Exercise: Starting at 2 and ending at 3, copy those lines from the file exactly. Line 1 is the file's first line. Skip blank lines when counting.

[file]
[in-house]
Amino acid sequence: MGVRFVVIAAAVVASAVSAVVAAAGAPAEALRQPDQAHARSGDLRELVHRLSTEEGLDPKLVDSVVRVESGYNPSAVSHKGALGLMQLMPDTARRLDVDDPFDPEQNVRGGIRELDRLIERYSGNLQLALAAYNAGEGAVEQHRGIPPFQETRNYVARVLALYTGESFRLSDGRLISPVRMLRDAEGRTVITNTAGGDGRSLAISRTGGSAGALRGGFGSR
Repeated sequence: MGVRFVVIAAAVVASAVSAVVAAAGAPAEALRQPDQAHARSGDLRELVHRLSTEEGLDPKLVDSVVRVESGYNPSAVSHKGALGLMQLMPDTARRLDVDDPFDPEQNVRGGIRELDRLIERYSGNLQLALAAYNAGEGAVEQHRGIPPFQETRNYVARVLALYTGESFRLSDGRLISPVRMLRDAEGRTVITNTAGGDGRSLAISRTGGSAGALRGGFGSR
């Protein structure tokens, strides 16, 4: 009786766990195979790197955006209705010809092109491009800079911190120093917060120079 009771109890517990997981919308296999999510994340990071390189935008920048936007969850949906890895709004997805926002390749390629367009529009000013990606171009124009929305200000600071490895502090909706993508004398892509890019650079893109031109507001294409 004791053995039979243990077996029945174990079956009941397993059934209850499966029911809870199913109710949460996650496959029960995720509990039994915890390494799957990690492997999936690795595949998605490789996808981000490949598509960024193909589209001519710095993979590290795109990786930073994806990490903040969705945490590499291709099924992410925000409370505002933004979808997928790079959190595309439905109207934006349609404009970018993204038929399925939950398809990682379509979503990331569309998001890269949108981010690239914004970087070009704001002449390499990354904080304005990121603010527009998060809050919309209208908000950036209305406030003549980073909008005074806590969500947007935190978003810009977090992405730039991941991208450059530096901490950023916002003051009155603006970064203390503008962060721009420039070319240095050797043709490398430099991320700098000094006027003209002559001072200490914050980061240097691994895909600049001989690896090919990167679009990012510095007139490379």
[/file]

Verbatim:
Amino acid sequence: MGVRFVVIAAAVVASAVSAVVAAAGAPAEALRQPDQAHARSGDLRELVHRLSTEEGLDPKLVDSVVRVESGYNPSAVSHKGALGLMQLMPDTARRLDVDDPFDPEQNVRGGIRELDRLIERYSGNLQLALAAYNAGEGAVEQHRGIPPFQETRNYVARVLALYTGESFRLSDGRLISPVRMLRDAEGRTVITNTAGGDGRSLAISRTGGSAGALRGGFGSR
Repeated sequence: MGVRFVVIAAAVVASAVSAVVAAAGAPAEALRQPDQAHARSGDLRELVHRLSTEEGLDPKLVDSVVRVESGYNPSAVSHKGALGLMQLMPDTARRLDVDDPFDPEQNVRGGIRELDRLIERYSGNLQLALAAYNAGEGAVEQHRGIPPFQETRNYVARVLALYTGESFRLSDGRLISPVRMLRDAEGRTVITNTAGGDGRSLAISRTGGSAGALRGGFGSR